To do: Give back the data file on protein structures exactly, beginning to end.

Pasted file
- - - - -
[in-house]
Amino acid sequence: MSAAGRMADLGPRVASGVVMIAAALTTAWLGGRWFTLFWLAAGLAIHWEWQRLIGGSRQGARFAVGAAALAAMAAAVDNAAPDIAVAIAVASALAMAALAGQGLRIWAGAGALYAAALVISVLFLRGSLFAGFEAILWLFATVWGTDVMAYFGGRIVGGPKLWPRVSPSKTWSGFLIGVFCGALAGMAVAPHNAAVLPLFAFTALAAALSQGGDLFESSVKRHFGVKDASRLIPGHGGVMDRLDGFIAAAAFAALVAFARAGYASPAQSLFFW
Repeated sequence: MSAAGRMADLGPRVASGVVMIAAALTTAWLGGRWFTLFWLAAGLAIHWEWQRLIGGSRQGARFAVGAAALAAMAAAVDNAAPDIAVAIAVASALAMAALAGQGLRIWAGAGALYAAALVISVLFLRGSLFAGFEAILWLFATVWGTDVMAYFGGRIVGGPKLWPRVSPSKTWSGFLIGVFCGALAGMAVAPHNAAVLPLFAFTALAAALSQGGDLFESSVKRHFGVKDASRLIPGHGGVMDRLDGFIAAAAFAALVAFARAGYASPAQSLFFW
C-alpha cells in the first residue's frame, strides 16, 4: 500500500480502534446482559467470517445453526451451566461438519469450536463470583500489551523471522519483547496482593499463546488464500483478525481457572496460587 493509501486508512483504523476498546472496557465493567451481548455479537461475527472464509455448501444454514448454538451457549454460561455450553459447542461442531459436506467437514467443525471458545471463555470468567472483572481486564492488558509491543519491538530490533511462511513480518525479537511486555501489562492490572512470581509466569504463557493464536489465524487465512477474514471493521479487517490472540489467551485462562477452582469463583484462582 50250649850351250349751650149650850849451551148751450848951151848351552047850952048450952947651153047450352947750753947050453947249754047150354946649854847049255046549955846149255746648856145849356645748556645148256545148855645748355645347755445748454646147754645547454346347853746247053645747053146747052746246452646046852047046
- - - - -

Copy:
[in-house]
Amino acid sequence: MSAAGRMADLGPRVASGVVMIAAALTTAWLGGRWFTLFWLAAGLAIHWEWQRLIGGSRQGARFAVGAAALAAMAAAVDNAAPDIAVAIAVASALAMAALAGQGLRIWAGAGALYAAALVISVLFLRGSLFAGFEAILWLFATVWGTDVMAYFGGRIVGGPKLWPRVSPSKTWSGFLIGVFCGALAGMAVAPHNAAVLPLFAFTALAAALSQGGDLFESSVKRHFGVKDASRLIPGHGGVMDRLDGFIAAAAFAALVAFARAGYASPAQSLFFW
Repeated sequence: MSAAGRMADLGPRVASGVVMIAAALTTAWLGGRWFTLFWLAAGLAIHWEWQRLIGGSRQGARFAVGAAALAAMAAAVDNAAPDIAVAIAVASALAMAALAGQGLRIWAGAGALYAAALVISVLFLRGSLFAGFEAILWLFATVWGTDVMAYFGGRIVGGPKLWPRVSPSKTWSGFLIGVFCGALAGMAVAPHNAAVLPLFAFTALAAALSQGGDLFESSVKRHFGVKDASRLIPGHGGVMDRLDGFIAAAAFAALVAFARAGYASPAQSLFFW
C-alpha cells in the first residue's frame, strides 16, 4: 500500500480502534446482559467470517445453526451451566461438519469450536463470583500489551523471522519483547496482593499463546488464500483478525481457572496460587 493509501486508512483504523476498546472496557465493567451481548455479537461475527472464509455448501444454514448454538451457549454460561455450553459447542461442531459436506467437514467443525471458545471463555470468567472483572481486564492488558509491543519491538530490533511462511513480518525479537511486555501489562492490572512470581509466569504463557493464536489465524487465512477474514471493521479487517490472540489467551485462562477452582469463583484462582 50250649850351250349751650149650850849451551148751450848951151848351552047850952048450952947651153047450352947750753947050453947249754047150354946649854847049255046549955846149255746648856145849356645748556645148256545148855645748355645347755445748454646147754645547454346347853746247053645747053146747052746246452646046852047046